Porcine Reproductive and Respiratory Syndrome (PRRS) is an infection caused by the PRRS virus (PRRSV) and often compromises the health and profitability of pig herds. It causes respiratory problems in growing and finishing pigs plus reproductive failure in breeding herds.
The economic impact of PRRS in a finishing unit is substantial. In a breeding herd it is dramatic and generally lasts several months until the herd reaches a stable condition. However reproductive problems may reoccur if the breeding herd is destabilised due to recycling of the PRRSV from the finishing herd or excreting gilts. It is important to prevent the virus taking hold through good biosecurity, management practices and vaccination.
Signs of PRRS
The signs of PRRS vary depending on the age of the pig.
Neonatal piglets can display a variety of clinical signs. The most characteristic are heavy breathing, rapid breathing and death.
Growers and finishing pigs
PRRSV infection alone will not always show symptoms. However, it plays a major role in developing Porcine Respiratory Disease Complex. Because PRRS will weaken the immune system, weaned and finishing pigs will often pick up a secondary virus and develop pig respiratory disease.
If clinical signs are present, they are usually respiratory and include:
- Periocular oedema
- Oculonasal discharge
In breeding herds, PRRS causes porcine respiratory and reproductive disease symptoms.
Red/blue discolouration of the ears and vulva
Subcutaneous and hind limb oedema
Stillborn or mummified piglets
Weak PRRSV-positive piglets (50% die soon after birth)
Delayed return to service
Delayed return to oestrus after weaning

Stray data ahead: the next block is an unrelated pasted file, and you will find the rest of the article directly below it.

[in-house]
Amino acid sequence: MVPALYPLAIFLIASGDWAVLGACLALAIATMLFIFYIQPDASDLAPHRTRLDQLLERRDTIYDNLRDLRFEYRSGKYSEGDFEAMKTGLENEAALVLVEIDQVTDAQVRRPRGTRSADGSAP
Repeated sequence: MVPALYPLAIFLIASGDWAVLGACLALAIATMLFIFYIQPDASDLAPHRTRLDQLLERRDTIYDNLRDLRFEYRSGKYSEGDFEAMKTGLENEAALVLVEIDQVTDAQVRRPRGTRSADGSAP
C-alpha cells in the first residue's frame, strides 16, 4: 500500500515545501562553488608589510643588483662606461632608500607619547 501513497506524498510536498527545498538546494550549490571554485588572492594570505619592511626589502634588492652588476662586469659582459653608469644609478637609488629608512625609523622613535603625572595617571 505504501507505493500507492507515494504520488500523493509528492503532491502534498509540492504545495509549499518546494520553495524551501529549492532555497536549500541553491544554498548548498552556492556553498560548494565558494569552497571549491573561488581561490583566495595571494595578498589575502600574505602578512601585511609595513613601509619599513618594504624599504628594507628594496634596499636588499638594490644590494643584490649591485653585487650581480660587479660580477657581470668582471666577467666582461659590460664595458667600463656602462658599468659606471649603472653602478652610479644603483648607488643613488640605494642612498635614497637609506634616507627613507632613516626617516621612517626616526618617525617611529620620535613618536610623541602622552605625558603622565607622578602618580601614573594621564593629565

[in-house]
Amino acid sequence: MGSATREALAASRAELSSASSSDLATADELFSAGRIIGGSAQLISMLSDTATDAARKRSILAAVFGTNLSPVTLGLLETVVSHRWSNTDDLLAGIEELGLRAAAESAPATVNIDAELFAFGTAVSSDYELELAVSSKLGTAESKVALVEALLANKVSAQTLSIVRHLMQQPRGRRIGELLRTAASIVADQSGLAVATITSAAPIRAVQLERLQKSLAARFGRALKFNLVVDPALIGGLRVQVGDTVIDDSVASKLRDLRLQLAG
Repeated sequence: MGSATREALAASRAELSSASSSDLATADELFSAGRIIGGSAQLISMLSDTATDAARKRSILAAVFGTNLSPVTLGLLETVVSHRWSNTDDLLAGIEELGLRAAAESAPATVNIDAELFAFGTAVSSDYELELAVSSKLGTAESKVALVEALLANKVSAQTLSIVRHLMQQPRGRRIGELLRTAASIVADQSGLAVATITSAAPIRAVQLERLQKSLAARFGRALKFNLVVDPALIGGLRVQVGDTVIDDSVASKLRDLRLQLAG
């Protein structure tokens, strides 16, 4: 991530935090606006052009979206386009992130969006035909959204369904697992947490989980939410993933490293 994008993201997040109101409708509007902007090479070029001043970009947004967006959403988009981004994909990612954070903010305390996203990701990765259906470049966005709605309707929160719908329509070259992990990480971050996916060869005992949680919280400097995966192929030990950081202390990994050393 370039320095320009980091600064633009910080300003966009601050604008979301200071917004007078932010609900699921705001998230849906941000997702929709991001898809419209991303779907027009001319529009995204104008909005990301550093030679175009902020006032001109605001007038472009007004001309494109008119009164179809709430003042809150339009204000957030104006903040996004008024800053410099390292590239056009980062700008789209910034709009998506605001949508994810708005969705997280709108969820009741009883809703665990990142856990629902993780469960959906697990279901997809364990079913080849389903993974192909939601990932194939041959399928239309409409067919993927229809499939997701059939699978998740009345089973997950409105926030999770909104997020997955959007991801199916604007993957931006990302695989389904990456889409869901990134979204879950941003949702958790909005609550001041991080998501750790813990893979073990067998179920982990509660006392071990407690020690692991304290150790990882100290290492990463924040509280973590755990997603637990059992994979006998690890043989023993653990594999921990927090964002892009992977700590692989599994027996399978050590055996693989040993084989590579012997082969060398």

Diagnosis of PRRS
Confirming PRRS is complicated as symptoms are not exclusive to the PRRSV. Confirming the virus is present requires:
- Serology (blood testing)
- Virus isolation testing
- Reverse Transcriptase Polymerase Chain Reaction (RT-PCR)
- Nucleotide or amino acid sequencing
Treatment of PRRS
As the impact of PRRS is measured by a weakened immune system developing a secondary infection, you can not ‘treat’ it. The best approach is prevention through good biosecurity, management and vaccination. Gilts entering the breeding unit should be acclimatised. Strict adherence needs to be paid both to the all-in, all-out principle and to the unidirectional flow of animals during the nursery and growing phases.
A live vaccine for vaccinating the whole herd is available.
Understanding the virus
The PRRS virus is a single-strand RNA virus.
- Order: Nidovirales
- Family: Arteriviridae
- Genus: Arterivirus.
The PRRSV is transmitted through close contact and body fluids. The virus enters and replicates in macrophages (white blood cells of the immune system). The resulting porcine respiratory and reproductive disease is dependent on the age of the pigs affected.
The PRRSV also interacts with other viruses to cause severe pig respiratory disease. The mechanism is still under investigation; however, it has been demonstrated that:
- Mycoplasma hyopneumoniae enhances the pathological effects of PRRSV
- PRRSV enhances the pathological effects of Swine Influenza
- PRRSV predisposes pigs to infection and disease caused by Streptococcus suis bacteria
- PRRSV can cause a loss of the bactericidal (bacteria fighting) function of pulmonary intravascular macrophages in the lungs
It is still not possible to conclude which are the most important combinations of pathogens or to define the importance of PRRSV in the severity of pig respiratory disease. This is difficult to prove experimentally due to pathogenicity of virus strains used, timing of infections, serological status of pigs used and the lack of predisposing or stress factors due to housing and/or management. Clinical experience in the field has shown that the occurrence of new respiratory pathogens result in increasingly complex respiratory problems and improved performance has been observed in herds vaccinated for PRRSV.